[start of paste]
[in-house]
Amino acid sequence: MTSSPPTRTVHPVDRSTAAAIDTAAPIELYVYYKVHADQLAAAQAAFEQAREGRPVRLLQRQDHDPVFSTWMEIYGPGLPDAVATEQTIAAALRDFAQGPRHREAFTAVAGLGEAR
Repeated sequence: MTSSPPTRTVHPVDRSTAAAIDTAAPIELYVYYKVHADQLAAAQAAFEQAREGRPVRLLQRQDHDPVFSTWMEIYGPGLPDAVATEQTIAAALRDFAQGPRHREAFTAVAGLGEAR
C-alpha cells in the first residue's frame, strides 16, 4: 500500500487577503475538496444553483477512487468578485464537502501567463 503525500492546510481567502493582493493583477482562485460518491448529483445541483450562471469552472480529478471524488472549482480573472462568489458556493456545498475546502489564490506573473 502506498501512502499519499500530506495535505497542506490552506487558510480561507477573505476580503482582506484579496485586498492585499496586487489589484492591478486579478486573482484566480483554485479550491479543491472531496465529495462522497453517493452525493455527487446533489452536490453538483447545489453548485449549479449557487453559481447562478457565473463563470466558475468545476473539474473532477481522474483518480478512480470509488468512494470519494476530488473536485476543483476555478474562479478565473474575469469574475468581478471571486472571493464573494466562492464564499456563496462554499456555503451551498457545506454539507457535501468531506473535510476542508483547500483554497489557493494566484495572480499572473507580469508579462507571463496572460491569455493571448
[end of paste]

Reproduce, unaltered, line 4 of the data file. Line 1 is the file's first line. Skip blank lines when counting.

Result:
C-alpha cells in the first residue's frame, strides 16, 4: 500500500487577503475538496444553483477512487468578485464537502501567463 503525500492546510481567502493582493493583477482562485460518491448529483445541483450562471469552472480529478471524488472549482480573472462568489458556493456545498475546502489564490506573473 502506498501512502499519499500530506495535505497542506490552506487558510480561507477573505476580503482582506484579496485586498492585499496586487489589484492591478486579478486573482484566480483554485479550491479543491472531496465529495462522497453517493452525493455527487446533489452536490453538483447545489453548485449549479449557487453559481447562478457565473463563470466558475468545476473539474473532477481522474483518480478512480470509488468512494470519494476530488473536485476543483476555478474562479478565473474575469469574475468581478471571486472571493464573494466562492464564499456563496462554499456555503451551498457545506454539507457535501468531506473535510476542508483547500483554497489557493494566484495572480499572473507580469508579462507571463496572460491569455493571448